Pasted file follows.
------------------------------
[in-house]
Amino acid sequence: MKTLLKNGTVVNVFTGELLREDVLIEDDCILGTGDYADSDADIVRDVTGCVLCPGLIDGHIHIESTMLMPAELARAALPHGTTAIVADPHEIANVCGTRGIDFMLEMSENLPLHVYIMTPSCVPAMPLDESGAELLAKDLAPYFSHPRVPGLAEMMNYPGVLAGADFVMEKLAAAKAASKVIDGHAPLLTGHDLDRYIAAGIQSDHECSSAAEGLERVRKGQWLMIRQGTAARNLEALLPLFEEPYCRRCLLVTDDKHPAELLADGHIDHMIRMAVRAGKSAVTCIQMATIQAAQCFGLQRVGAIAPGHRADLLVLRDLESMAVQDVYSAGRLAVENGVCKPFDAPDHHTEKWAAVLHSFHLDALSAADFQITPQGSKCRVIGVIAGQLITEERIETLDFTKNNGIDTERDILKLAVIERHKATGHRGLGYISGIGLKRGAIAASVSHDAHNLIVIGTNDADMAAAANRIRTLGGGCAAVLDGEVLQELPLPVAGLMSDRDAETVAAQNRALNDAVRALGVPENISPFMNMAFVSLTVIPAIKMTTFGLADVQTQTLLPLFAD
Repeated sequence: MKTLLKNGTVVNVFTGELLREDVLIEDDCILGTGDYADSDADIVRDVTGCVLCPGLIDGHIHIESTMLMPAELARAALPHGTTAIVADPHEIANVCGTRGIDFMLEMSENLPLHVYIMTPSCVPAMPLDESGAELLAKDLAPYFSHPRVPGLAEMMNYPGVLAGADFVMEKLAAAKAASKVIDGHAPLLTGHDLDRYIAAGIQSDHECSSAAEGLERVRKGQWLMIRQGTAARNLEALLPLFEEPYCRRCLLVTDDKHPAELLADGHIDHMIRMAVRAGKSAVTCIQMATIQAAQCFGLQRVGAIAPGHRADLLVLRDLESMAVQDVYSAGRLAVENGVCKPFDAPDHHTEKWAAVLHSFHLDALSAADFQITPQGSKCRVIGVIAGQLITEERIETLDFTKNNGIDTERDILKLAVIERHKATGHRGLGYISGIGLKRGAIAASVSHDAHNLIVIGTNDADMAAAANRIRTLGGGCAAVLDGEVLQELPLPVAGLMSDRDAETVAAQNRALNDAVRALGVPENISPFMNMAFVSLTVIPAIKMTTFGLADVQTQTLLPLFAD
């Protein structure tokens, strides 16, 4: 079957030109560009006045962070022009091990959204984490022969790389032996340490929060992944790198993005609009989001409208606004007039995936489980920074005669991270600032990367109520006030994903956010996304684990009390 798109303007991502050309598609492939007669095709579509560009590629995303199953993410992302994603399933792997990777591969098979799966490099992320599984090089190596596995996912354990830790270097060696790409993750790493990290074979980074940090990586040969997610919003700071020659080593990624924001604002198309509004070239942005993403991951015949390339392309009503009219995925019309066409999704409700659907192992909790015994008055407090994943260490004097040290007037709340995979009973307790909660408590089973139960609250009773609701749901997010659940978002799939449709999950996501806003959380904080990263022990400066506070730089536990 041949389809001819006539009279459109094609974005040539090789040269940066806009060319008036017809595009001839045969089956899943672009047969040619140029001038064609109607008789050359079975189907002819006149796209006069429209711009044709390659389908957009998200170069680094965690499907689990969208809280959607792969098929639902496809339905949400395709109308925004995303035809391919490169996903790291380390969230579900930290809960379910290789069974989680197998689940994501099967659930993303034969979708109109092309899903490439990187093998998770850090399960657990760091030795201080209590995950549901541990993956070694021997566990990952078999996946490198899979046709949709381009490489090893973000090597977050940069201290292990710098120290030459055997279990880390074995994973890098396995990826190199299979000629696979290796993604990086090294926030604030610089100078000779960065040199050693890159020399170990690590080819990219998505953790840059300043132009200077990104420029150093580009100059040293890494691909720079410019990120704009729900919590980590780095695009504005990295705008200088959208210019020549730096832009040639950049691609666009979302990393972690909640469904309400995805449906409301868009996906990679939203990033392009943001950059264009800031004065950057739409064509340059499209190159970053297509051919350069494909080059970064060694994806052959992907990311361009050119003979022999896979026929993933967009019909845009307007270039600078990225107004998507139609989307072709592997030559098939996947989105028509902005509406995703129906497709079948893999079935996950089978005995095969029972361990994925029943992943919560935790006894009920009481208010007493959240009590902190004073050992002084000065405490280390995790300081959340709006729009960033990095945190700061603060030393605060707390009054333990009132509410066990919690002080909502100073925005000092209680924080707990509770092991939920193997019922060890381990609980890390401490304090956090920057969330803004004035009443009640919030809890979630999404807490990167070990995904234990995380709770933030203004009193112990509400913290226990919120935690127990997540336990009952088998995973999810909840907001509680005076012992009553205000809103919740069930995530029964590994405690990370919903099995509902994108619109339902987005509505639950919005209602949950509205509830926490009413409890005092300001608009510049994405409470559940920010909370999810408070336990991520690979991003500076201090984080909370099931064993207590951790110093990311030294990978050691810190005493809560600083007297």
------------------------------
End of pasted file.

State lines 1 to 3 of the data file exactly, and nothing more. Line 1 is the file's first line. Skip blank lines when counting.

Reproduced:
[in-house]
Amino acid sequence: MKTLLKNGTVVNVFTGELLREDVLIEDDCILGTGDYADSDADIVRDVTGCVLCPGLIDGHIHIESTMLMPAELARAALPHGTTAIVADPHEIANVCGTRGIDFMLEMSENLPLHVYIMTPSCVPAMPLDESGAELLAKDLAPYFSHPRVPGLAEMMNYPGVLAGADFVMEKLAAAKAASKVIDGHAPLLTGHDLDRYIAAGIQSDHECSSAAEGLERVRKGQWLMIRQGTAARNLEALLPLFEEPYCRRCLLVTDDKHPAELLADGHIDHMIRMAVRAGKSAVTCIQMATIQAAQCFGLQRVGAIAPGHRADLLVLRDLESMAVQDVYSAGRLAVENGVCKPFDAPDHHTEKWAAVLHSFHLDALSAADFQITPQGSKCRVIGVIAGQLITEERIETLDFTKNNGIDTERDILKLAVIERHKATGHRGLGYISGIGLKRGAIAASVSHDAHNLIVIGTNDADMAAAANRIRTLGGGCAAVLDGEVLQELPLPVAGLMSDRDAETVAAQNRALNDAVRALGVPENISPFMNMAFVSLTVIPAIKMTTFGLADVQTQTLLPLFAD
Repeated sequence: MKTLLKNGTVVNVFTGELLREDVLIEDDCILGTGDYADSDADIVRDVTGCVLCPGLIDGHIHIESTMLMPAELARAALPHGTTAIVADPHEIANVCGTRGIDFMLEMSENLPLHVYIMTPSCVPAMPLDESGAELLAKDLAPYFSHPRVPGLAEMMNYPGVLAGADFVMEKLAAAKAASKVIDGHAPLLTGHDLDRYIAAGIQSDHECSSAAEGLERVRKGQWLMIRQGTAARNLEALLPLFEEPYCRRCLLVTDDKHPAELLADGHIDHMIRMAVRAGKSAVTCIQMATIQAAQCFGLQRVGAIAPGHRADLLVLRDLESMAVQDVYSAGRLAVENGVCKPFDAPDHHTEKWAAVLHSFHLDALSAADFQITPQGSKCRVIGVIAGQLITEERIETLDFTKNNGIDTERDILKLAVIERHKATGHRGLGYISGIGLKRGAIAASVSHDAHNLIVIGTNDADMAAAANRIRTLGGGCAAVLDGEVLQELPLPVAGLMSDRDAETVAAQNRALNDAVRALGVPENISPFMNMAFVSLTVIPAIKMTTFGLADVQTQTLLPLFAD